When a renowned British aid worker was kidnapped in Iraq, the world was horrified. Herbody was never recovered, but her execution was captured on video and sent to Al Jazeera, the Arab satellite channel. Robert Fisk watched it and reveals why it has never been broadcast
Thursday, 7 August 2008
She stands in the empty room, a deplorable, terrible, pitiful sight. Is it Margaret Hassan? Her family believe so, even though she is blindfolded. I'm not sure if videos like this should ever be seen – or perhaps the word is endured – but they are part of the dark history of Iraq, and staff of the Arab Al Jazeera satellite channel have grown used to watching some truly atrocious acts on their screens.
The "execution" – the cold-blooded, appalling murder of Margaret Hassan, the Care worker who was a friend as well as a contact of mine – is among the least terrible of the scenes that lie in the satellite channel's archives.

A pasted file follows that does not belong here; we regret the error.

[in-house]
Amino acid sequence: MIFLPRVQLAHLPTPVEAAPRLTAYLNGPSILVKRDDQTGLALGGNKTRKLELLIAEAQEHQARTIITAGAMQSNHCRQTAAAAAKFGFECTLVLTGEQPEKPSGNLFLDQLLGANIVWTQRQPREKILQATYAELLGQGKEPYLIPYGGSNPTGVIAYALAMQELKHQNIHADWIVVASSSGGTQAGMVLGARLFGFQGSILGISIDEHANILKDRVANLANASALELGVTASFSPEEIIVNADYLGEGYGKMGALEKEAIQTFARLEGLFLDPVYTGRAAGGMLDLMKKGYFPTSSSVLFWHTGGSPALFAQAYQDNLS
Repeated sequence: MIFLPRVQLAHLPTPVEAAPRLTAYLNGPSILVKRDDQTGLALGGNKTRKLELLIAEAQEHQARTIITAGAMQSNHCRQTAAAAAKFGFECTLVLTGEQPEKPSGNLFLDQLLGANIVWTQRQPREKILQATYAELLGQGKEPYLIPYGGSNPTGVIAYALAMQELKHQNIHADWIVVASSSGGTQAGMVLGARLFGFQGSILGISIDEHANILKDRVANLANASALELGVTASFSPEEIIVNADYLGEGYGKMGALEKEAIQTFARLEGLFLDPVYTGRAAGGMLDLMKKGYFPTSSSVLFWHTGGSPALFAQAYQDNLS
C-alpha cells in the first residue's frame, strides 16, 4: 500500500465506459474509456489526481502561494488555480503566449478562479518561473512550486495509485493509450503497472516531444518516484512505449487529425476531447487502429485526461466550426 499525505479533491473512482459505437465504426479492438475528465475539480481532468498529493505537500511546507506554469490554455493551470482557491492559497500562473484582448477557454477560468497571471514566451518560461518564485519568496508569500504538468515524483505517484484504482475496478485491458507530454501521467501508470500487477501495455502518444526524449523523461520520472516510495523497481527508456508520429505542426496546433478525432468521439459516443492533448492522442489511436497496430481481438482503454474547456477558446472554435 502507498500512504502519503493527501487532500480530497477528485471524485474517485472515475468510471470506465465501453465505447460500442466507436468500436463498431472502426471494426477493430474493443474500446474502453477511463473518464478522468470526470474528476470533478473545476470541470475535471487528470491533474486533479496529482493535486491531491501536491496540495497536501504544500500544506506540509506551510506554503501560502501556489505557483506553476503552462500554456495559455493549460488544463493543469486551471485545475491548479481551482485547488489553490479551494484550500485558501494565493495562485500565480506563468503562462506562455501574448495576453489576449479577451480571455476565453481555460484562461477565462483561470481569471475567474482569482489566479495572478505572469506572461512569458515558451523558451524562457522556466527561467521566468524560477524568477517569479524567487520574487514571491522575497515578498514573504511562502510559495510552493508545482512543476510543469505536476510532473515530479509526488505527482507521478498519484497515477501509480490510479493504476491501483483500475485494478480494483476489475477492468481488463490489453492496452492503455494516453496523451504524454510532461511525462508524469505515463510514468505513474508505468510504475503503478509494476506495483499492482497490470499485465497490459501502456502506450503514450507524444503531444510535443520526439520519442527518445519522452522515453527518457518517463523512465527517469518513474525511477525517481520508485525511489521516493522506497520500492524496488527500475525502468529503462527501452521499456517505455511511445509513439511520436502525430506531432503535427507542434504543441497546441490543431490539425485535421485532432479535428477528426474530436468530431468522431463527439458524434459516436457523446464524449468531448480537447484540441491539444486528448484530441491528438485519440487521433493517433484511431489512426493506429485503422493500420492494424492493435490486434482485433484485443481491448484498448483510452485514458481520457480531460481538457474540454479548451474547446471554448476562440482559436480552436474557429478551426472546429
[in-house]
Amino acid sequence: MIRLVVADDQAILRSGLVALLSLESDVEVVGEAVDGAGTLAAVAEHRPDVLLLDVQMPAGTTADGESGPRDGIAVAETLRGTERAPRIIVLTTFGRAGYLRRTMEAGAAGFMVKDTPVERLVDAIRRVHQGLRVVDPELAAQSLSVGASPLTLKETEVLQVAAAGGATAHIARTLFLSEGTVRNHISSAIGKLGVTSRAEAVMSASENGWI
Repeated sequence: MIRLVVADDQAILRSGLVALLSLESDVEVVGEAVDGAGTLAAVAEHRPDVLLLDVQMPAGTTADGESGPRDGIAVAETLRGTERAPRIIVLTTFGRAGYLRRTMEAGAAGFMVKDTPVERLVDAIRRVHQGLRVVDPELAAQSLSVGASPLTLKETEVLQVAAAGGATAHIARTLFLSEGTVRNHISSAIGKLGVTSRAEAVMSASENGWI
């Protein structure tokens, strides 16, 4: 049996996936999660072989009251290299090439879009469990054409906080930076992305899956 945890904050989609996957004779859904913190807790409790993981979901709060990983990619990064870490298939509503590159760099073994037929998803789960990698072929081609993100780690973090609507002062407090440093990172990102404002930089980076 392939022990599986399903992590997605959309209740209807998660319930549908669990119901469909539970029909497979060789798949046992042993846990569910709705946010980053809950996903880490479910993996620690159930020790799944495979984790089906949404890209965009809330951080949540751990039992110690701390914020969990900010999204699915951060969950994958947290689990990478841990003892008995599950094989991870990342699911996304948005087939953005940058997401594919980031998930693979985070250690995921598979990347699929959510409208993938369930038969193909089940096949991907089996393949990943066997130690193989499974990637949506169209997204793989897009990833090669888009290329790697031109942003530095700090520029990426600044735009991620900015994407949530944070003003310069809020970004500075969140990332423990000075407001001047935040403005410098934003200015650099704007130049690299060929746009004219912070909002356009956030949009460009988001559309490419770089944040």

Kidnapped by men in police uniforms, it is now November, 2004, and Margaret has already made her last appeal. Viewers saw her begging Tony Blair to help her, to withdraw British troops from southern Iraq. "I beg of you to help me," she says in a voice of great distress. But there was then another tape which Al Jazeera refused to show, in which Margaret was coerced into claiming that she gave information to American officers at Baghdad airport. A man's voice prompts her to keep to a text. "I admit that we worked with the occupation forces ..." she says. It is untrue, of course. Margaret was against the whole Anglo-American invasion. She would never have spied on Iraqis.